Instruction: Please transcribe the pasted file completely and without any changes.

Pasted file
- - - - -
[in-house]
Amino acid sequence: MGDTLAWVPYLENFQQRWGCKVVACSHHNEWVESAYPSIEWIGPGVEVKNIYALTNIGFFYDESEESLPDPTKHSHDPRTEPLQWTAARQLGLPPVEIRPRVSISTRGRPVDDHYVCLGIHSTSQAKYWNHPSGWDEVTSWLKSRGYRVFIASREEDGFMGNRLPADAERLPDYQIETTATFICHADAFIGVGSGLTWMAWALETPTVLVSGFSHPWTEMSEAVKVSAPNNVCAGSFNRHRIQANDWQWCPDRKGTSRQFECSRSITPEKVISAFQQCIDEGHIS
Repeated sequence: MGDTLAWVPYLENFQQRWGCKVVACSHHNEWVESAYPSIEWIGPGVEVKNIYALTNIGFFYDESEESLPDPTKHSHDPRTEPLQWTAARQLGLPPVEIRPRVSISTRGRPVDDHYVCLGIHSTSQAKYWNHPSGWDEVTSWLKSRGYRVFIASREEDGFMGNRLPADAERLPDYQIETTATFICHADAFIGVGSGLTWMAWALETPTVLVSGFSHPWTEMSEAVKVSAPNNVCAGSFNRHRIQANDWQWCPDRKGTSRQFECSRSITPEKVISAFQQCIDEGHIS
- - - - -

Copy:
[in-house]
Amino acid sequence: MGDTLAWVPYLENFQQRWGCKVVACSHHNEWVESAYPSIEWIGPGVEVKNIYALTNIGFFYDESEESLPDPTKHSHDPRTEPLQWTAARQLGLPPVEIRPRVSISTRGRPVDDHYVCLGIHSTSQAKYWNHPSGWDEVTSWLKSRGYRVFIASREEDGFMGNRLPADAERLPDYQIETTATFICHADAFIGVGSGLTWMAWALETPTVLVSGFSHPWTEMSEAVKVSAPNNVCAGSFNRHRIQANDWQWCPDRKGTSRQFECSRSITPEKVISAFQQCIDEGHIS
Repeated sequence: MGDTLAWVPYLENFQQRWGCKVVACSHHNEWVESAYPSIEWIGPGVEVKNIYALTNIGFFYDESEESLPDPTKHSHDPRTEPLQWTAARQLGLPPVEIRPRVSISTRGRPVDDHYVCLGIHSTSQAKYWNHPSGWDEVTSWLKSRGYRVFIASREEDGFMGNRLPADAERLPDYQIETTATFICHADAFIGVGSGLTWMAWALETPTVLVSGFSHPWTEMSEAVKVSAPNNVCAGSFNRHRIQANDWQWCPDRKGTSRQFECSRSITPEKVISAFQQCIDEGHIS